Between raindrops yesterday I took the opportunity to sow some bluebonnet seeds that I had collected in the spring. I really have to control re seeding inside my gardens so I pull many of the bluebonnets out before they throw their seeds and keep them in a brown bag until they are dry. This bag has been in the house all summer( last year I left a bag of seeds in the potting shed and critters came and removed every seed. I know it was the hispid cotton rats).

Before we bought the lot on which we built this house I used to walk over here and admire the bluebonnets which grew on the upper part of the lot in the spring. I sometimes think we bought the lot because I wanted that field of bluebonnets. Since then I have collected seeds to extend the range of these spring bloomers. Sometimes they have overrun my inside gardens. So yesterday I was out there scratching the ground here and on my neighbors lot across the road. Already, after the rains this week, bluebonnet are sprouting up all over the place.

These ones get to stay because they are in the decomposed granite near the driveway. As I walked around scratching I noticed a few other seedlings. Good ones.

This Texas sage, Leucophyllum frutescens, will have to be moved because the space in the spot it has seeded is restricted.

Anyone need any retama seedlings, Parkinsonia aculeata? They are popping up all over the place.

Several milkweed plants, this one Asclepias oenotheroides, were covered with milkweed aphids.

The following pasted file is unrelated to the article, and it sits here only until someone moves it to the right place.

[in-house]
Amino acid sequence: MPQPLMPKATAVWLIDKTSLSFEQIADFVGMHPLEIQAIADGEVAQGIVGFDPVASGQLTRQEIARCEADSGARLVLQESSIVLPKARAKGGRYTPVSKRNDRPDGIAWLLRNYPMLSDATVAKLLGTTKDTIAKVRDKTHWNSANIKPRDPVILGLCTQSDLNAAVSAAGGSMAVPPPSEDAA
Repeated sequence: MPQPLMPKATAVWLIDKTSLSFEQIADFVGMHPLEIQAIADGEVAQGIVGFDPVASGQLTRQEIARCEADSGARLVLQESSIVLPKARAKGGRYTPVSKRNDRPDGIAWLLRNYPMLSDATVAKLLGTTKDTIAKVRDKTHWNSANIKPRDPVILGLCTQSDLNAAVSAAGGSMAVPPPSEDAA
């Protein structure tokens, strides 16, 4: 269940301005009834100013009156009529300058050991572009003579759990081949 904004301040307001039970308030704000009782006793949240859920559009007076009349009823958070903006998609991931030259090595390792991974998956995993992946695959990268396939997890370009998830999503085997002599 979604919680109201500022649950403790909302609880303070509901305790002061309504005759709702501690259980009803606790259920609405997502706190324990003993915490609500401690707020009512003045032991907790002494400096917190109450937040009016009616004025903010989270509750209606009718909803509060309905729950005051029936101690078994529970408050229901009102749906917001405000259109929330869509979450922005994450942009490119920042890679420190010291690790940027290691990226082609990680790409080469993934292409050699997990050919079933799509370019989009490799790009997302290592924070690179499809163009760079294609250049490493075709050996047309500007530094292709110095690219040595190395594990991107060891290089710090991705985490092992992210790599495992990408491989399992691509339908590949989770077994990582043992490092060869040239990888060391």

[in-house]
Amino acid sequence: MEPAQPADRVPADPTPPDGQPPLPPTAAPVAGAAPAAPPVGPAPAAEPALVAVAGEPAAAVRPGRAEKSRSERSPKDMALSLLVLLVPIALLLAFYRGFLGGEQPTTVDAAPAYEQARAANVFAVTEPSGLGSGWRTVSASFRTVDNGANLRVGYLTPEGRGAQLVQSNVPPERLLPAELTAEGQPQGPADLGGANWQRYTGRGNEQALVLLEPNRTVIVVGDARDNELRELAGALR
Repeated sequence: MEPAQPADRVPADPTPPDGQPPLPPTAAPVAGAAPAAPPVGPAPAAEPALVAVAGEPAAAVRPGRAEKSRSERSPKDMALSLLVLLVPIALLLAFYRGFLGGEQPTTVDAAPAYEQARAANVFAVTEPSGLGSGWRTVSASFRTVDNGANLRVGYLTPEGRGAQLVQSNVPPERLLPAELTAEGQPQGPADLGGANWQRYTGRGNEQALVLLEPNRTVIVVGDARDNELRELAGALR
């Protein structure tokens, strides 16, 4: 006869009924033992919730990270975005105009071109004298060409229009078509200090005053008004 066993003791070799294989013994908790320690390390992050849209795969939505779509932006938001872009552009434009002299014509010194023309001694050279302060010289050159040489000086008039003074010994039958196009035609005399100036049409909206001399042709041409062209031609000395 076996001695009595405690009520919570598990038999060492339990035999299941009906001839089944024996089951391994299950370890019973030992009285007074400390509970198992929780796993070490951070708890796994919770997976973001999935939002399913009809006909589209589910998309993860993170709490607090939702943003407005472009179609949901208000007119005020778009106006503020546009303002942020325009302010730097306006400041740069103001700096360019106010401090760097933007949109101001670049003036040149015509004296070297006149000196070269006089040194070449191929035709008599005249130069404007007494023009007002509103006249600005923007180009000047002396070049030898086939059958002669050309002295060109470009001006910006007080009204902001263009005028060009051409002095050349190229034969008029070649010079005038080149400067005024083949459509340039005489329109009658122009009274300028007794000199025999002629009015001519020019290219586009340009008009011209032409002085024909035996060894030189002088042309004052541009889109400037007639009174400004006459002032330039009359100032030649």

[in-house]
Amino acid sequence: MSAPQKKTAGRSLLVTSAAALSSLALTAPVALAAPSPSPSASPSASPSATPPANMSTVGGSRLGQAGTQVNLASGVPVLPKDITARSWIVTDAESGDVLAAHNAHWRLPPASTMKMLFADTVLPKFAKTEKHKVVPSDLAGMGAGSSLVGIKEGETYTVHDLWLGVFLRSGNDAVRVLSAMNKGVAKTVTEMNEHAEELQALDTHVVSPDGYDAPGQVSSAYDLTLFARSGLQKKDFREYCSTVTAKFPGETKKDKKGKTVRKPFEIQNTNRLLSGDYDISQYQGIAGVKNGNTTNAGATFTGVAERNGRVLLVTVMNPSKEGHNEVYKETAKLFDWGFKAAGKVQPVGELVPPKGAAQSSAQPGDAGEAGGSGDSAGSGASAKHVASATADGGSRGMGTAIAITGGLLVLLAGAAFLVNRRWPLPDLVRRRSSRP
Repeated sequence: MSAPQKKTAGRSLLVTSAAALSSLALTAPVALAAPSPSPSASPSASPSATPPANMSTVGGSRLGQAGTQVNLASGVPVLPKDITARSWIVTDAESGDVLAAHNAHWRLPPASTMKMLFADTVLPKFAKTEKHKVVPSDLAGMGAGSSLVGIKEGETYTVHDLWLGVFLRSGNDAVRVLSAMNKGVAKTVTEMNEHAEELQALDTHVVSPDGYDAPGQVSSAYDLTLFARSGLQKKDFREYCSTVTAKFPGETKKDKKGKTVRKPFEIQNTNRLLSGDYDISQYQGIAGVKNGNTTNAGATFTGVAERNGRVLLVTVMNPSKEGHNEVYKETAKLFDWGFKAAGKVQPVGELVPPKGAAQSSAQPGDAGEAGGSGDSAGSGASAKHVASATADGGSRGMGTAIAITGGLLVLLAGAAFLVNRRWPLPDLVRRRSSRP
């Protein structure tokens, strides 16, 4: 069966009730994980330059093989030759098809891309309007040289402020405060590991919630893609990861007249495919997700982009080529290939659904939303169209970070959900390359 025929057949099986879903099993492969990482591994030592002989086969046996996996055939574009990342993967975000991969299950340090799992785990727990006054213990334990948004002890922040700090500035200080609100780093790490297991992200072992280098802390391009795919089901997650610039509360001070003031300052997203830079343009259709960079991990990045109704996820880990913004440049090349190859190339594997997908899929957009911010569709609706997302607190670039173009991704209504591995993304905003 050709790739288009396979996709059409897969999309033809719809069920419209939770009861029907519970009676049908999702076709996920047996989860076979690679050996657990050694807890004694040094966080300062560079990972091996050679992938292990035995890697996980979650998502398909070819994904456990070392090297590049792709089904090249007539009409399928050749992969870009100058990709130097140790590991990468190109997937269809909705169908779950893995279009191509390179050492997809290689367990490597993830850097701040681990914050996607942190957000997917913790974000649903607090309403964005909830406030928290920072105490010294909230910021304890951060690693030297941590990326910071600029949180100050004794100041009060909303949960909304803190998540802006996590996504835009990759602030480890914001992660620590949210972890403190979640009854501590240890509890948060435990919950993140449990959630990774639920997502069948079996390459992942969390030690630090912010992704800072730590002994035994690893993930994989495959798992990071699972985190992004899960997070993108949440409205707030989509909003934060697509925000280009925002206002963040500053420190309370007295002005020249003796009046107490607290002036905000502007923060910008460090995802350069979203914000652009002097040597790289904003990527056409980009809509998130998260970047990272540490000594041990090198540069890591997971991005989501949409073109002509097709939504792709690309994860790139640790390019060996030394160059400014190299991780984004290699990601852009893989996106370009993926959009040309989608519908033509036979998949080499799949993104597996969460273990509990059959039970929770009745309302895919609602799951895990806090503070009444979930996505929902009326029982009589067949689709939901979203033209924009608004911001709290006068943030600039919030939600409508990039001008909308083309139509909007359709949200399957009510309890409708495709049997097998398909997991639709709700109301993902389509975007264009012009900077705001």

And guess who was feeding on them? The milkweed assassin bug, Zelus longipes, was having a feast. This beneficial insect will also eat stink bugs which is an added bonus. I'm glad they are showing up in the garden because I notice aphids on lots of the tender green growth brought on by the rains.

Thursday, September 24, 2009


This years magnificent pomegranate crop deserves a post of its own.

This regal fruit even comes with its own crown.

This fascinating fruit has a long and interesting history. Native to Persia, the fruit was taken to China in 100BC and from there to Italy via Carthage. The latin name, Punicum malum, acknowledges Carthage (Punic) as a major center of cultivation and the granatum to the many seeds or grains in the fruit. Renaissance fabrics frequently used the appearance of the cut seeds in their design. Apart from eating the succulent fruit the Italians tanned and dried the skins to use as a type of leather.

About 800AD the Moors took the pomegranate to Spain, naming the city of Granada for the fruit.